FOR IMMEDIATE RELEASE
BLOOMINGTON, Ind. -- Six Indiana University Bloomington students have been chosen to receive the Provost’s Award for Undergraduate Research and Creative Activity. The award recognizes undergraduates who collaborate on or spearhead excellent or original academic work.
Recipients of the 2014-15 awards are Radhika Agarwal, in the category of Natural and Mathematical Sciences; Rachel Cooper and Neil Craney, Professional Inquiry; Ryan Galloway, Creative and Performing Arts; Jordan Goodmon, Humanities; and Gabrielle Malina, Social and Applied Sciences.
The Provost’s Award for Undergraduate Research and Creative Activity was created in 2010 to recognize exceptional student work and the importance of undergraduate research and creative activity. Students are nominated by professors and are then selected by a committee of administrators and faculty. Provost and Executive Vice President Lauren Robel will present the awards at a reception April 23 at the Indiana Memorial Union.
Recipients of the award receive a certificate and $500. Their faculty mentors receive a commemorative pin, $500 in personal research funds and $500 to support future mentoring of undergraduates. Award sponsors include the offices of the provost, vice provost for undergraduate education and vice provost for faculty and academic affairs.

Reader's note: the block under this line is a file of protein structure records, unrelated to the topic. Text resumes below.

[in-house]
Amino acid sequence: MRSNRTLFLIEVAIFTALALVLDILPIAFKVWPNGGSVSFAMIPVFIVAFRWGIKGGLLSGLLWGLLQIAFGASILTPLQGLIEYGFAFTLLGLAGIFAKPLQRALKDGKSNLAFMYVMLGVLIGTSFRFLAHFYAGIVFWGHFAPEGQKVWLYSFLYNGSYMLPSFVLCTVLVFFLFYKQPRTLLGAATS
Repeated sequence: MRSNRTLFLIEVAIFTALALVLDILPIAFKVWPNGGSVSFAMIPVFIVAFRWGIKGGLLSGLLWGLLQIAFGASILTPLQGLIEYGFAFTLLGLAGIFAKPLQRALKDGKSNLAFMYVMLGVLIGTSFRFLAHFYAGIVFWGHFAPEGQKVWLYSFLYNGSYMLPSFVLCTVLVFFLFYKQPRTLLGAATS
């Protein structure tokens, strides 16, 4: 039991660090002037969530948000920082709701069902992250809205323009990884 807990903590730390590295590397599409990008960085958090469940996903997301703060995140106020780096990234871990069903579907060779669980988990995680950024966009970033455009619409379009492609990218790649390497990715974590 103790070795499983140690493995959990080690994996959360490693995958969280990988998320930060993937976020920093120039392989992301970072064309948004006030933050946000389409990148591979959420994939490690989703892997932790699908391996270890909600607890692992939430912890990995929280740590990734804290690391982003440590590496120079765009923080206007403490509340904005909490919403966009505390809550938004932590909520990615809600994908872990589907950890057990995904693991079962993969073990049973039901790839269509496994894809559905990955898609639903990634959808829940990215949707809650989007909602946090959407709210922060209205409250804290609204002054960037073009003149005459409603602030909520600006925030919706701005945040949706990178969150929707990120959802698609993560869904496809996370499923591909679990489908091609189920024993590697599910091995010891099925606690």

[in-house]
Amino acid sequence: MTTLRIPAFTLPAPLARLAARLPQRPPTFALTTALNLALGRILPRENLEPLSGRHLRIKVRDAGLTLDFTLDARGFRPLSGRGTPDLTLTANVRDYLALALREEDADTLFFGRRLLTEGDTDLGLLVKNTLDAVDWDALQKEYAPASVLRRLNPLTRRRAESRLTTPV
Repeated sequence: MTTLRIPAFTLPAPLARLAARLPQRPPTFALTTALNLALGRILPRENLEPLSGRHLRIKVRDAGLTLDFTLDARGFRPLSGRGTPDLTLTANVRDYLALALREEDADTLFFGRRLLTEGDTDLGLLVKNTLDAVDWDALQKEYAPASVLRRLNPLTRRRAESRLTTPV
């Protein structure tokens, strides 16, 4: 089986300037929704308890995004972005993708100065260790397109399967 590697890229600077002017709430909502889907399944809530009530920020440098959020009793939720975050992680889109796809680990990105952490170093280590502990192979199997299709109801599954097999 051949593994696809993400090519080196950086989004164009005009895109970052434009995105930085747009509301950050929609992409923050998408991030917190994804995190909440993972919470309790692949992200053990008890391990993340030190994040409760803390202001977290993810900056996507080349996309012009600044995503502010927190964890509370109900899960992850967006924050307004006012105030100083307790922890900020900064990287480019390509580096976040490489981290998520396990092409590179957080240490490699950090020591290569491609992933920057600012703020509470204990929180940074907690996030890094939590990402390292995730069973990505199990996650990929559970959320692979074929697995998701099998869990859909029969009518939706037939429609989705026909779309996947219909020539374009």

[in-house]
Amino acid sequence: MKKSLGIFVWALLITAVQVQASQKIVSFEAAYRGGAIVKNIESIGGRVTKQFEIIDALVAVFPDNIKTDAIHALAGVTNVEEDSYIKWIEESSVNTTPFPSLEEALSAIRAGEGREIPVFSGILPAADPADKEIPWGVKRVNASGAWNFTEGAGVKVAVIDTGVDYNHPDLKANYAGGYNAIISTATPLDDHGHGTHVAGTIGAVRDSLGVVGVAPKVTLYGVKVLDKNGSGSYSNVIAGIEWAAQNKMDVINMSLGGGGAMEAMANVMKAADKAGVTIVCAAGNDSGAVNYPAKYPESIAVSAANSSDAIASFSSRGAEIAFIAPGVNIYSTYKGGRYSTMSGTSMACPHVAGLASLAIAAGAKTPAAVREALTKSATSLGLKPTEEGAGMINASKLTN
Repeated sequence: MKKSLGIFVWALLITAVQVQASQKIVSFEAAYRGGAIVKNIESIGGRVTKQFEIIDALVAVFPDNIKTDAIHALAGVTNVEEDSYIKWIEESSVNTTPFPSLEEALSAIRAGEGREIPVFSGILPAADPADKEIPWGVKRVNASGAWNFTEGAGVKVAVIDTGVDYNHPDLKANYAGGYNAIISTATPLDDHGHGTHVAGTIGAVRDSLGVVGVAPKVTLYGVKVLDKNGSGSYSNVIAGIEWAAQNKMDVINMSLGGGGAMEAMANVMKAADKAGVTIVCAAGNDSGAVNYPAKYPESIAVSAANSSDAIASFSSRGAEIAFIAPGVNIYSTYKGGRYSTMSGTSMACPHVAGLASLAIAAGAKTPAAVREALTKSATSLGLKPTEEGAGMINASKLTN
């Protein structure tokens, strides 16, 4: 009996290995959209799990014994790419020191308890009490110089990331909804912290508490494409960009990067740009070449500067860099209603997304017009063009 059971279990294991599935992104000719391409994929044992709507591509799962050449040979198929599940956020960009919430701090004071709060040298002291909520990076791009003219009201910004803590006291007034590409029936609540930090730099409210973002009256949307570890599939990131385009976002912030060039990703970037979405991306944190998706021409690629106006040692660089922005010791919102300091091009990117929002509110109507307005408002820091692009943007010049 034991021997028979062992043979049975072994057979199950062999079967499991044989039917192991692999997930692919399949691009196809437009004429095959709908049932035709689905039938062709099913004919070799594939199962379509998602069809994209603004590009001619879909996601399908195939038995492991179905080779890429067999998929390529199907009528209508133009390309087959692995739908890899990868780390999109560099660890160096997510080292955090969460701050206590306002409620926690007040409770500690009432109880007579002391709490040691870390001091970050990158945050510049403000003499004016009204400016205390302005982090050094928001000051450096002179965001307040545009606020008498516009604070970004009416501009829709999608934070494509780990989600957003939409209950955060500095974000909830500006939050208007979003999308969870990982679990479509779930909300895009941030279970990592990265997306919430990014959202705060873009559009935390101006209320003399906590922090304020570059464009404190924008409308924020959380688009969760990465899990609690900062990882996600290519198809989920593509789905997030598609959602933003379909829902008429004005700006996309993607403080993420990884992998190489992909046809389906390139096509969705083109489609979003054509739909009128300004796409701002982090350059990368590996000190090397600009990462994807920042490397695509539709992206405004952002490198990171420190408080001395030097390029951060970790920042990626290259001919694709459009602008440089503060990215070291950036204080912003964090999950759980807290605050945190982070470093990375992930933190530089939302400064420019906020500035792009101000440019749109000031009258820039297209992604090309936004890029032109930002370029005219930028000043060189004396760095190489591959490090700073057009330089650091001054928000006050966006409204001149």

Radhika Agarwal, from Carmel, Ind., is a senior majoring in biochemistry and biology. Her career goals include conducting research in bacterial antibiotic resistance and biofilm formation and teaching medical students. Her mentor is Yves Brun, Clyde Culbertson Professor of Biology in the College of Arts and Sciences.
Agarwal is recognized for her work investigating the mechanism of bacterial adhesion to surfaces. She completed almost all of the research on her own and wrote her research paper on her own as well, an uncommon feat for an undergraduate microbiologist.
“The depth of thought and knowledge of the literature in the area of her project are impressive and more of the level of a second- or third-year graduate student,” Brun said.
Rachel Cooper, from Bement, Ill., and Neil Craney, from Ivesdale, Ill., are both majoring in nursing. Their mentor is Desiree Hensel, assistant professor in the School of Nursing.
Cooper and Craney are recognized jointly for their study “Operating Room Personnel’s Perceptions of Certified Registered Nurse Anesthetists.” Their research discovered three distinct patterns of perception among the CRNAs’ co-workers: highly supportive, seeing the necessity for supervision and preferring an anesthesiologist. This research is particularly impactful because most of the literature surrounding barriers to CRNA practice to date has focused only on the physician and nurse interface.
“A lot of rigor was demonstrated in this body of work. The finding that technicians may be a barrier toward this nursing role gives way for further research,” the review committee said.